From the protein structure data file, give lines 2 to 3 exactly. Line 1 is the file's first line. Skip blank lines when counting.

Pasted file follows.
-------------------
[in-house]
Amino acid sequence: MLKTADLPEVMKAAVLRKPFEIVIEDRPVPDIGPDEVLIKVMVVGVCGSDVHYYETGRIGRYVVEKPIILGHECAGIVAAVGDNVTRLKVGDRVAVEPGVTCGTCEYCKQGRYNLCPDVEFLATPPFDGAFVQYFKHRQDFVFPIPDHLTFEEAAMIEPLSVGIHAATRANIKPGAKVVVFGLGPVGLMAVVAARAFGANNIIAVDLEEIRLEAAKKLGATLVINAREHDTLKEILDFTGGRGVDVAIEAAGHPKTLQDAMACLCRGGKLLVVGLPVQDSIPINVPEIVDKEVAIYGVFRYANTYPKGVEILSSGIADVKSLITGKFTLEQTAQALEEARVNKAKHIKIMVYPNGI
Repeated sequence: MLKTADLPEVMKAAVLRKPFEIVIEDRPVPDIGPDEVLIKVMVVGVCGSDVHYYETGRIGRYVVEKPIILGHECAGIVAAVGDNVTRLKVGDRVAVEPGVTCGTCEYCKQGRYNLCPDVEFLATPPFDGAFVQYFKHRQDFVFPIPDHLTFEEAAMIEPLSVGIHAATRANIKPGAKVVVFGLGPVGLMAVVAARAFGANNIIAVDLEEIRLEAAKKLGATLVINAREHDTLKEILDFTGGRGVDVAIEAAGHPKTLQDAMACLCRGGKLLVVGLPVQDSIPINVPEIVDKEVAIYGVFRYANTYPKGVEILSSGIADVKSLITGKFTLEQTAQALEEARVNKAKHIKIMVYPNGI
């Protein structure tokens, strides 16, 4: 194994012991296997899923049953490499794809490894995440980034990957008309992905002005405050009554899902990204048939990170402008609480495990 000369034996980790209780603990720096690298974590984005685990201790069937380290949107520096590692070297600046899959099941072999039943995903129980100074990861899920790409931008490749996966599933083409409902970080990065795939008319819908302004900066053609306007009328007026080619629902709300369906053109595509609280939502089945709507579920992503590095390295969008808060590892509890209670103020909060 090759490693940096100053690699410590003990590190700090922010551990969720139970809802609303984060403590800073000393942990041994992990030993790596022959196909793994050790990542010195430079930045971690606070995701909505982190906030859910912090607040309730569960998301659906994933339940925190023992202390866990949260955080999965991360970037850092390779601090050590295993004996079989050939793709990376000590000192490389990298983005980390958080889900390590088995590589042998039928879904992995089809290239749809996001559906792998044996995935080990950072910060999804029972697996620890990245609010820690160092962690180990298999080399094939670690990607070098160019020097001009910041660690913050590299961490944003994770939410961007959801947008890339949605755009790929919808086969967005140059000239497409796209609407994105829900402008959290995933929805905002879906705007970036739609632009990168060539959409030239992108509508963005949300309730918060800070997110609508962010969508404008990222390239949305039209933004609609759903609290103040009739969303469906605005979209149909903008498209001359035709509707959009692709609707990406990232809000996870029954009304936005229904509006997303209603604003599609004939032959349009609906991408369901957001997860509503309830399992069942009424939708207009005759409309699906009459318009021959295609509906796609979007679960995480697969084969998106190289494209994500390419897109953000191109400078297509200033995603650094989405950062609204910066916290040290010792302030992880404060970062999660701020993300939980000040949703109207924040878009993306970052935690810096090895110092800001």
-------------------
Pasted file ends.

Amino acid sequence: MLKTADLPEVMKAAVLRKPFEIVIEDRPVPDIGPDEVLIKVMVVGVCGSDVHYYETGRIGRYVVEKPIILGHECAGIVAAVGDNVTRLKVGDRVAVEPGVTCGTCEYCKQGRYNLCPDVEFLATPPFDGAFVQYFKHRQDFVFPIPDHLTFEEAAMIEPLSVGIHAATRANIKPGAKVVVFGLGPVGLMAVVAARAFGANNIIAVDLEEIRLEAAKKLGATLVINAREHDTLKEILDFTGGRGVDVAIEAAGHPKTLQDAMACLCRGGKLLVVGLPVQDSIPINVPEIVDKEVAIYGVFRYANTYPKGVEILSSGIADVKSLITGKFTLEQTAQALEEARVNKAKHIKIMVYPNGI
Repeated sequence: MLKTADLPEVMKAAVLRKPFEIVIEDRPVPDIGPDEVLIKVMVVGVCGSDVHYYETGRIGRYVVEKPIILGHECAGIVAAVGDNVTRLKVGDRVAVEPGVTCGTCEYCKQGRYNLCPDVEFLATPPFDGAFVQYFKHRQDFVFPIPDHLTFEEAAMIEPLSVGIHAATRANIKPGAKVVVFGLGPVGLMAVVAARAFGANNIIAVDLEEIRLEAAKKLGATLVINAREHDTLKEILDFTGGRGVDVAIEAAGHPKTLQDAMACLCRGGKLLVVGLPVQDSIPINVPEIVDKEVAIYGVFRYANTYPKGVEILSSGIADVKSLITGKFTLEQTAQALEEARVNKAKHIKIMVYPNGI